This is a strawberry.
The fruit is rendered obsolete in processed food through the work of the multimillion dollar flavour industry. Scientists create natural and artificial flavourings that make your mouth water and keep you coming back for more. And more. And more.
They create artificial strawberry flavouring: amyl acetate, amyl butyrate, amyl valerate, anethol, anisyl formate, benzyl acetate, benzyl isobutyrate, butyric acid, cinnamyl isobutyrate, cinnamyl valerate, cognac essential oil, diacetyl, dipropyl ketone, ethyl acetate, ethyl amyl ketone, ethyl butyrate, ethyl cinnamate, ethyl heptanoate, ethyl heptylate, ethyl lactate, ethyl methylphenylglycidate, ethyl nitrate, ethyl propionate, ethyl valerate, heliotropin, hydroxyphenyl-2-butanone (10 percent solution in alcohol), a-ionone, isobutyl anthranilate, isobutyl butyrate, lemon essential oil, maltol, 4-methylacetophenone, methyl anthranilate, methyl benzoate, methyl cinnamate, methyl heptine carbonate, methyl naphthyl ketone, methyl salicylate, mint essential oil, neroli essential oil, nerolin, neryl isobutyrate, orris butter, phenethyl alcohol, rose, rum ether, g-undecalactone, vanillin, and solvent.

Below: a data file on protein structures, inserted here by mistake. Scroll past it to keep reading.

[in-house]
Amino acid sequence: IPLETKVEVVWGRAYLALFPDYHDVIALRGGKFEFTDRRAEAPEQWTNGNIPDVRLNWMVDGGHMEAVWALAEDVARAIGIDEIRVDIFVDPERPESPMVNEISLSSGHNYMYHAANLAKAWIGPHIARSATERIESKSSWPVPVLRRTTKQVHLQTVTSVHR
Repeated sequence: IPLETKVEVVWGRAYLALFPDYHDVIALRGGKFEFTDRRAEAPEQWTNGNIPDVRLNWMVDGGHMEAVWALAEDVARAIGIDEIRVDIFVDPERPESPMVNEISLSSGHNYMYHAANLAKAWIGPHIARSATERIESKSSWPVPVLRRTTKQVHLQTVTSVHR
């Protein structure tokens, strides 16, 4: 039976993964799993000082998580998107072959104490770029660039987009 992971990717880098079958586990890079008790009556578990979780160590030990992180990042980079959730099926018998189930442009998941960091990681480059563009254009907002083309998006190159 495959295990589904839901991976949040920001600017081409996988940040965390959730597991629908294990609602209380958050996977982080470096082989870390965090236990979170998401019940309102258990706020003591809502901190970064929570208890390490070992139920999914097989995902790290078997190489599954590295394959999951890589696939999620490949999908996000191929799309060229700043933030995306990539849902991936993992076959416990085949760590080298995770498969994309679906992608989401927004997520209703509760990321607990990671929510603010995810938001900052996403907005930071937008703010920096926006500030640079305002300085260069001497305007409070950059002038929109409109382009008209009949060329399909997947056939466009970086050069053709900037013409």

And natural strawberry flavouring.
Introducing castoreum, the secretion that comes from beaver anal glands.
Yes. Beaver. Anal. Glands.
Perhaps strawberries are not so obsolete, after all.
The Atlantic Monthly: Eric Schlosser, “Why McDonald’s Fries Taste So Good“, January 17, 2001.
CC image by Amy Loves Yah and flickkerphotos